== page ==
COMPLETE SHORT STORIESBy Elizabeth Taylor; introduced by Joanna KinghamVirago, $32.99
IT HAS always seemed to me that reading a book of short stories is like having a meal made up entirely of sandwiches. And especially of those genteel little ”points” from which the crusts have been removed: you’ve no sooner had a bite and liked what you’ve tasted than it’s all finished, and there’s nothing left but to grab another – and repeat the frustration.
Maybe we are not meant to read whole books of short stories, let alone one that runs to 626 pages; maybe Elizabeth Taylor’s daughter, Joanna Kingham, has not done her late mother a service by collecting them all in one hefty volume, though it is possible only a conscientious reviewer would dream of reading it straight through.
Taylor as a novelist enjoyed a reputation as a shrewd, subtle chronicler of the middle classes in their aspirations and limitations. She would occasionally embark on something darker and more ambitious (as in Angel, for instance) but, essentially, her work is firmly set in a Thames Valley of the mind when not, indeed, in the reality.
Still, it hasn’t hurt Jane Austen’s reputation that she kept to the field she knew, leaving more serious ambition to, say, George Eliot.
To get the limitations over first, this is the ambience for the most part with Taylor’s short stories. It comes almost as a shock to be on a Greek island in In a Different Light, where the point is made that ”people are different in different surroundings”, as the protagonist finds when she arranges a meeting back in ”the blue-and-green Thames Valley” with a holiday acquaintance.
But it’s not just a matter of setting, real or metaphoric, that can become a bit stifling over so many pages. Perhaps as one of the byproducts of this cast of mind, there is, for this reader at any rate, too much detailed description of flowers and clothes and furniture. She might have benefited by taking a leaf from the austere pages of her friend Ivy Compton-Burnett, who wouldn’t have wasted time on such minutiae.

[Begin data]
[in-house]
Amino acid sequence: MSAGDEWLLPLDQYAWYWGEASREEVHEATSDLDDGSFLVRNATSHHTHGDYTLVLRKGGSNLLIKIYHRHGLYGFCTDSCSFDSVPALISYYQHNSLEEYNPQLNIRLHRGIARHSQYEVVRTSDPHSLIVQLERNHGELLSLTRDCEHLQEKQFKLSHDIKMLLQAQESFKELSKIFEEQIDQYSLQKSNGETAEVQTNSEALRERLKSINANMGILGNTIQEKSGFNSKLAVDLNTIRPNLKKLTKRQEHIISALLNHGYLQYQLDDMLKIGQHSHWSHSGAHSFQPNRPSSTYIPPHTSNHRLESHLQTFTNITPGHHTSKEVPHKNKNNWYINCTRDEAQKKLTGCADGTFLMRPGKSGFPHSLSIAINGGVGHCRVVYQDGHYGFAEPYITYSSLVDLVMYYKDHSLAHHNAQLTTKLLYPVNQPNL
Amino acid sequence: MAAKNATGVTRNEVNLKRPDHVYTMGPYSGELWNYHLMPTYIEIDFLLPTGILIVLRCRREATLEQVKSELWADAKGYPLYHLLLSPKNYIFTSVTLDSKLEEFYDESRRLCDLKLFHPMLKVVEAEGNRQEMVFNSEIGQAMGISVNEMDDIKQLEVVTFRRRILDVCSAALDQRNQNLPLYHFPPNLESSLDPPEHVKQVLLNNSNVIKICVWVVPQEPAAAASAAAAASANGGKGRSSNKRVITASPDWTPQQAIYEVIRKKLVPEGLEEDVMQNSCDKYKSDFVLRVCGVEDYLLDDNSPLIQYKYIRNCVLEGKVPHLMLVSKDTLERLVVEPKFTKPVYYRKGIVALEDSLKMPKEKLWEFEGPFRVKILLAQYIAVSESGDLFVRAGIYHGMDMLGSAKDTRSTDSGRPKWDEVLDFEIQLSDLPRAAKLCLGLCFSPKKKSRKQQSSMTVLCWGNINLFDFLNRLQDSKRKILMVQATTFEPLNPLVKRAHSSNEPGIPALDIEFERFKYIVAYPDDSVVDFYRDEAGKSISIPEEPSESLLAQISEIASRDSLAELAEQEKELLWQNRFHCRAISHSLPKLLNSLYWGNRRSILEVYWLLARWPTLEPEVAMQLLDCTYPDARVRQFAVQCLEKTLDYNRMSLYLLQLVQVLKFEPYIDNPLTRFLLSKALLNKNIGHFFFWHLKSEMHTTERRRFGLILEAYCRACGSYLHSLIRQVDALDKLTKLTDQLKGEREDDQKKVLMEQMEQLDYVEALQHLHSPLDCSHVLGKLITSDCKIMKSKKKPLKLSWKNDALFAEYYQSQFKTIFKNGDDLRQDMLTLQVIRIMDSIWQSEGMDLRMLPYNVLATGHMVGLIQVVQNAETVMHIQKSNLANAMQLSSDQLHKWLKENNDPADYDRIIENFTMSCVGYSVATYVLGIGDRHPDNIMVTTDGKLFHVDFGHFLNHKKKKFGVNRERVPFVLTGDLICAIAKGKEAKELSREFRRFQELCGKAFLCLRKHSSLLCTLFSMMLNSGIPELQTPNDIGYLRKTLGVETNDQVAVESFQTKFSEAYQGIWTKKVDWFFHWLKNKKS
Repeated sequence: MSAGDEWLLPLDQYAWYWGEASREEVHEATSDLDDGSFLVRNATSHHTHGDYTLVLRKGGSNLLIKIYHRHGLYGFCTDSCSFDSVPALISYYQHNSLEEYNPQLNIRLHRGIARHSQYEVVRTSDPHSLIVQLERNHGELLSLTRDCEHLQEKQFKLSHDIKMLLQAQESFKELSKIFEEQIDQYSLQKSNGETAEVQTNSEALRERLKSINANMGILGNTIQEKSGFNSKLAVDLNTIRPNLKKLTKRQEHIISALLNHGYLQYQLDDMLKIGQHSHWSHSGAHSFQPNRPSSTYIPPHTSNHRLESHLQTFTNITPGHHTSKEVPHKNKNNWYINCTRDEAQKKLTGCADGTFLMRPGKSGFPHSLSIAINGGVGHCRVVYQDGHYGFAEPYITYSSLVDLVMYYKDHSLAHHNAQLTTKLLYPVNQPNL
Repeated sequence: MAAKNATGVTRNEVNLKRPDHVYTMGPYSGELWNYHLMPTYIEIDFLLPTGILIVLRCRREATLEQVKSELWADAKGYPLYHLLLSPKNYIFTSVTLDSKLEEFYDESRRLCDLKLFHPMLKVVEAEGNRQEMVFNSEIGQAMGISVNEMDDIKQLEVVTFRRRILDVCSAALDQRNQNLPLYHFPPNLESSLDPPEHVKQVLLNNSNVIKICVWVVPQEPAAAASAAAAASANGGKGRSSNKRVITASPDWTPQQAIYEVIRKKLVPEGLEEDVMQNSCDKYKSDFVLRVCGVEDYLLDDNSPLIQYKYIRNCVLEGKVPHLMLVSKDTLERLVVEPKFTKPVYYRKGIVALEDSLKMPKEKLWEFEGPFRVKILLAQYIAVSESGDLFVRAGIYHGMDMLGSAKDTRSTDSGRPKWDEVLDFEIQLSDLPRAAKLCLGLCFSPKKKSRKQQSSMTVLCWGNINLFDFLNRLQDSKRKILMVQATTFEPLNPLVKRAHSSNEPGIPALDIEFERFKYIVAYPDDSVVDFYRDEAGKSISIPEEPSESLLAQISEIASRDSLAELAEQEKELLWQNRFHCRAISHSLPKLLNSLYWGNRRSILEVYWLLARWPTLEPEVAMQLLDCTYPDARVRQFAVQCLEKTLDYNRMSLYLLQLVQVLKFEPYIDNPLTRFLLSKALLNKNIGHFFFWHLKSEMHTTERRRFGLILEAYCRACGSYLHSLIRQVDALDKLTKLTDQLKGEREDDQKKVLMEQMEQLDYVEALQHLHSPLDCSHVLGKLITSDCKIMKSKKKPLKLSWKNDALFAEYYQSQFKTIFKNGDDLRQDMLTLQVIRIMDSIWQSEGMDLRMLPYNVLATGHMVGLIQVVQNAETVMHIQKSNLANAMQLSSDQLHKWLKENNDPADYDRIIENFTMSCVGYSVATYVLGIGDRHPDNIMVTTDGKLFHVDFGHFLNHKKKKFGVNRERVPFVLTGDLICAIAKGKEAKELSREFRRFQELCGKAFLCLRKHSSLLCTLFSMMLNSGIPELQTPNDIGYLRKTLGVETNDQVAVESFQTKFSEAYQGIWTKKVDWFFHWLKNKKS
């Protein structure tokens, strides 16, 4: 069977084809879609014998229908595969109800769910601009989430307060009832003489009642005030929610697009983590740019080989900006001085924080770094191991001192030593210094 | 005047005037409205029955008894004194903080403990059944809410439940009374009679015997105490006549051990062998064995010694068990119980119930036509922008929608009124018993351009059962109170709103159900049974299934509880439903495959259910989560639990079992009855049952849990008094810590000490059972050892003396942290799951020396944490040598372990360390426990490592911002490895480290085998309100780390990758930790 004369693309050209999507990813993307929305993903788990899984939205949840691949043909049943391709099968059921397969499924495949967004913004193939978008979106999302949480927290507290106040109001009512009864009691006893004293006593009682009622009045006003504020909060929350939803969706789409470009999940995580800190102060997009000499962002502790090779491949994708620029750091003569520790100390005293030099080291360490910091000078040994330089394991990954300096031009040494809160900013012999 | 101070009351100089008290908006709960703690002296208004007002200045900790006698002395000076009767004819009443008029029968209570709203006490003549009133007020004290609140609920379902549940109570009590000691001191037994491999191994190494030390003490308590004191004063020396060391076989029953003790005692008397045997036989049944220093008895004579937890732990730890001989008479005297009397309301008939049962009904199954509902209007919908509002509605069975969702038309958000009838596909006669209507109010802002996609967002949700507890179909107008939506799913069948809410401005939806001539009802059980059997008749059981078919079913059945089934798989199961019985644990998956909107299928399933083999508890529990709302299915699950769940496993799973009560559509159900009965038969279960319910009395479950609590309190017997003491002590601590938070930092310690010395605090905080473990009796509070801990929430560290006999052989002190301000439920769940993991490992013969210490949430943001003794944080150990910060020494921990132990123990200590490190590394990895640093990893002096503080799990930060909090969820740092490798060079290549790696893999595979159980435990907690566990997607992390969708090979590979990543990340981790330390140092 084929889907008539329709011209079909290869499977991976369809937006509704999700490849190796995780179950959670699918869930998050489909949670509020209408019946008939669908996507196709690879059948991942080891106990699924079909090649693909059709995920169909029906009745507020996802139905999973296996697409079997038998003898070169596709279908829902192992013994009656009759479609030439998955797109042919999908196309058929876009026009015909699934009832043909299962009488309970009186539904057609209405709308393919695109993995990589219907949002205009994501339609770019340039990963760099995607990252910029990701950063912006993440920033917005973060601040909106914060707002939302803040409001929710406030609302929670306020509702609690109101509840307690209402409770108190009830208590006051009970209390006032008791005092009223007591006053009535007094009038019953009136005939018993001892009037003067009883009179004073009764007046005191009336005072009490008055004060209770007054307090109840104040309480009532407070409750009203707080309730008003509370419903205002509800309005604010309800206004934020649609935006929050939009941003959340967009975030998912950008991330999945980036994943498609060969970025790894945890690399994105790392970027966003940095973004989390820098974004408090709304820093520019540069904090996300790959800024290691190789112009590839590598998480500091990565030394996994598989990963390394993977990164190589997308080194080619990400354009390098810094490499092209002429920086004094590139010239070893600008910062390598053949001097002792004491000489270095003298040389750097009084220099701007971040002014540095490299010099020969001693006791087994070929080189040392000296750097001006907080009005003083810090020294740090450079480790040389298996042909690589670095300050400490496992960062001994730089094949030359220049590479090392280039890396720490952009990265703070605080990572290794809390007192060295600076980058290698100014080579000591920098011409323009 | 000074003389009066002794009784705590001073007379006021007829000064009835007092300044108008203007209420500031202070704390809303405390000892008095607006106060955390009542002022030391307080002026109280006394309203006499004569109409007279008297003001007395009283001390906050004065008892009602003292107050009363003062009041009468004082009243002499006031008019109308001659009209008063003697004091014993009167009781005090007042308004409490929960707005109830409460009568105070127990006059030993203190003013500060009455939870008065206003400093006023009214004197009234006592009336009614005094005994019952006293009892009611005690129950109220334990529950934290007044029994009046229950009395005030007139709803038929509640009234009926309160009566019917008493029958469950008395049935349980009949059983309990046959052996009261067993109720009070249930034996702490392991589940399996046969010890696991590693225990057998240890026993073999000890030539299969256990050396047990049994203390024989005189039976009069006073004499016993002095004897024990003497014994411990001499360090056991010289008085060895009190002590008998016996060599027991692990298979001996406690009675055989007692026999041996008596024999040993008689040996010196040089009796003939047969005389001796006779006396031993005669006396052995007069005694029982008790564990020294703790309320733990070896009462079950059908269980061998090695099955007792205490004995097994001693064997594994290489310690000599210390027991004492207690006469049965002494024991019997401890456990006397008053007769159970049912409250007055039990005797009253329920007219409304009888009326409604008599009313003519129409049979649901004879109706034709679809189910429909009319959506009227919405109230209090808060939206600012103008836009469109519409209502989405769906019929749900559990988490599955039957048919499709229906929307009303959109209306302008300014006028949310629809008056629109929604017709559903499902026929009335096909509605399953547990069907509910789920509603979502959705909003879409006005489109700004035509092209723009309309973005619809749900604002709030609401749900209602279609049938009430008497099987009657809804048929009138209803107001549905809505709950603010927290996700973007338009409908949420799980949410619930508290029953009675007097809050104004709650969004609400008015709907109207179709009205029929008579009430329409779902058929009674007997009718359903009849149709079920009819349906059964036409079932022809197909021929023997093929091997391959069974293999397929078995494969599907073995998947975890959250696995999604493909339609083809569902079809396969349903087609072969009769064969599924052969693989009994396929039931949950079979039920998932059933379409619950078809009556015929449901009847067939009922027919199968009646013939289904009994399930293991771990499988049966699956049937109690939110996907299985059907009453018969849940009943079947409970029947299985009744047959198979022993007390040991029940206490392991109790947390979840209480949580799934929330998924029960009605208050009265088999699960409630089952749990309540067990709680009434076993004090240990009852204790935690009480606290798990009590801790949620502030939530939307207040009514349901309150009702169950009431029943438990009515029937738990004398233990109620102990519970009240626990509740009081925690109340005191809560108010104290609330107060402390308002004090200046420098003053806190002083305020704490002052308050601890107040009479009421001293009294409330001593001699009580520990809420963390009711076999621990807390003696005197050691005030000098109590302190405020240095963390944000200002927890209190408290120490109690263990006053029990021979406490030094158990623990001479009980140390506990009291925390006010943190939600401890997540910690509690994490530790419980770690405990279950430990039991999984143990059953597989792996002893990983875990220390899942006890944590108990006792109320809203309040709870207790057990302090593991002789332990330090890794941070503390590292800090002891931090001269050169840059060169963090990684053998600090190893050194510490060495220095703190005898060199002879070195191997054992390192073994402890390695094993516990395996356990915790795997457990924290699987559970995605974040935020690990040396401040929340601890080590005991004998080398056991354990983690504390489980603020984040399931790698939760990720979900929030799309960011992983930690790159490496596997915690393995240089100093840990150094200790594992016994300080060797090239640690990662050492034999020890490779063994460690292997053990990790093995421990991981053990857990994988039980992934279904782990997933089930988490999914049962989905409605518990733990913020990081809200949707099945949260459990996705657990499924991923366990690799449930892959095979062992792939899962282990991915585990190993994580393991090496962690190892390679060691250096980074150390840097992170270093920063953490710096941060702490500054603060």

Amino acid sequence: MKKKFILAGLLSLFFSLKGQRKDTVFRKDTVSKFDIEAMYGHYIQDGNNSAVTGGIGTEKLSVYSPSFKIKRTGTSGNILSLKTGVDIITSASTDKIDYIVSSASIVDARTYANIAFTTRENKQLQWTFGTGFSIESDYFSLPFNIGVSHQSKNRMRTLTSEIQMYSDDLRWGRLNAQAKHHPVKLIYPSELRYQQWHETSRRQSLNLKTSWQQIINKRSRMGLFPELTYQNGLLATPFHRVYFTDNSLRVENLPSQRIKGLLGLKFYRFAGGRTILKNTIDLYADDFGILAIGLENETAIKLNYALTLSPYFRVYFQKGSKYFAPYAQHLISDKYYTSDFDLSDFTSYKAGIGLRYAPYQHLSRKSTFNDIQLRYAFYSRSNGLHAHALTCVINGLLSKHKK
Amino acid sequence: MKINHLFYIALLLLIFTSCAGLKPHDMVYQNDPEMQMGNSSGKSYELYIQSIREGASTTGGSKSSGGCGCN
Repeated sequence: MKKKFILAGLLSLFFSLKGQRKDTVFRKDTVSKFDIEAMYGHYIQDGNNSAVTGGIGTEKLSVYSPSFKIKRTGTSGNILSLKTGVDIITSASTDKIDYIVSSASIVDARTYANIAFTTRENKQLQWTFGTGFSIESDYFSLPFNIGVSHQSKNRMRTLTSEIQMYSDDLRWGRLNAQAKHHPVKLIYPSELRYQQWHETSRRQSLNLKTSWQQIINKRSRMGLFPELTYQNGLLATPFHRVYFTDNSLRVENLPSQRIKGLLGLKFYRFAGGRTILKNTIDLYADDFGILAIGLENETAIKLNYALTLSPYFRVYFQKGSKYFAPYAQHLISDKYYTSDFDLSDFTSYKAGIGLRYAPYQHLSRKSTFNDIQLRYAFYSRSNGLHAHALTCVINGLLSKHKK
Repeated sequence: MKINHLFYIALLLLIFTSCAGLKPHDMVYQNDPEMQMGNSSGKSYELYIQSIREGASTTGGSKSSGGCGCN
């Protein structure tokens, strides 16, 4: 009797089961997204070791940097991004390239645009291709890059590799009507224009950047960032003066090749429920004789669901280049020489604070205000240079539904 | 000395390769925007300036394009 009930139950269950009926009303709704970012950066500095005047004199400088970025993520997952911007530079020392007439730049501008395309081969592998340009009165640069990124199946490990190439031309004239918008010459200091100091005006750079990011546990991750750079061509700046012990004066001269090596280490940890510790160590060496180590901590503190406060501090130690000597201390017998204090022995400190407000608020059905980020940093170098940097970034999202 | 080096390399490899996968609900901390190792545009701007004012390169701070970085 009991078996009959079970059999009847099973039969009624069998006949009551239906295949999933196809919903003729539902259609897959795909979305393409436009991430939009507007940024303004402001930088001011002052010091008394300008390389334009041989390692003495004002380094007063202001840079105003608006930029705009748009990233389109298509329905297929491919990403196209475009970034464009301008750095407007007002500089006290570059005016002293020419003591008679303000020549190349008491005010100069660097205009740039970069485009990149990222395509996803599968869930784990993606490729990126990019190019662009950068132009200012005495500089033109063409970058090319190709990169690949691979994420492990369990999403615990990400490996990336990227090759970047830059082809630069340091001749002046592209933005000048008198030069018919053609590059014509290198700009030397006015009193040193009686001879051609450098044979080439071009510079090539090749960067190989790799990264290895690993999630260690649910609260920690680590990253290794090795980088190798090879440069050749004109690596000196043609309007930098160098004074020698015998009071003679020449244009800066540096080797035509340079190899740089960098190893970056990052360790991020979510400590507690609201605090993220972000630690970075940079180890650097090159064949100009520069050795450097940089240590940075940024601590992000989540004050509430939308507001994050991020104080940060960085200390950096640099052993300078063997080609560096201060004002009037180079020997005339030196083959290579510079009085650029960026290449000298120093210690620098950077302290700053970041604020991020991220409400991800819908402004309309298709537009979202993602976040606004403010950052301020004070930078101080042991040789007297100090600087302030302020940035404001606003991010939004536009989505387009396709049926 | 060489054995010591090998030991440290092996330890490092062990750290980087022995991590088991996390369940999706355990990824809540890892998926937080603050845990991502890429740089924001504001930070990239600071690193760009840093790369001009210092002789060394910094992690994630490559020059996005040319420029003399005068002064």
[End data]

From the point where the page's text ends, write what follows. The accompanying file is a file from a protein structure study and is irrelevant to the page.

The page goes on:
There is also a recurring, and increasingly predictable, preoccupation with insensitive men (admittedly sharply sketched) who are responsible for the constraints of the lives of their women.
The only attempt at placing a man at the centre of the story that stays in the mind is A Dedicated Man, in which a hotel maitre d’ sets up an elaborate deception that all but unhinges his female co-worker.
In the 60-odd stories of the collection, few men emerge sympathetically: they are usually dashing off to be important at work or in clubs or pubs, and it’s hard to admire the quiet ones who leave things to dominant wives. More commonly, Taylor focuses here on middle-class women (though there is nothing patronising in her rarer dealings with working women) putting up with men who seem to believe they are bestowing favours on them.
The collection opens with one of the longest pieces, Hester Lilly, and in this and others of similar length, such as A Troubled State of Mind and Girl Reading, which all deal with social and other tensions, she allowed herself room to develop and unravel difficult relationships. These are sometimes surprisingly off-centre – a middle-age man daringly bringing a young cousin to live with him and his bitchy wife in Hester Lilly, or the ”troubled” young woman disconcerted when her best friend from school marries her widowed father. The best of the shorter tales can suggest a moment snatched from a longer narrative but others, such as the 2½-page Better Not, are so wispy they leave no trace.
There is often a quiet wit at work in the observation of assorted pushy, gushy, malicious types as they go about unsettling their families and others. In the ironically titled The Benefactress, the woman from the village pub sets about doing largely unwanted ”good” to the old girls in the almshouse. She derives immense gratification from imagining her own funeral where eulogists would intone, ”No one knows what people in this village owe her”. ”’There wasn’t a dry eye’, she told herself.”
And there is comedy of a broader kind in Perhaps a Family Failing, in which a bridegroom gets so drunk on his wedding night that he absent-mindedly leaves his bride in the hotel and staggers back to his family’s home.
As well as the rewards of wit and the shrewdness of insight that creates some memorable characters and situations, there is also a more unexpected sensuality that anchors some of the stories in a world in which more happens than the rattle of teacups.
There’s quite a lot of diversity in the sandwich fillings, and some of them are very tasty.
■ Brian McFarlane’s most recent book, Real and Reel, is published by Sid Harta.
This story Administrator ready to work first appeared on Nanjing Night Net.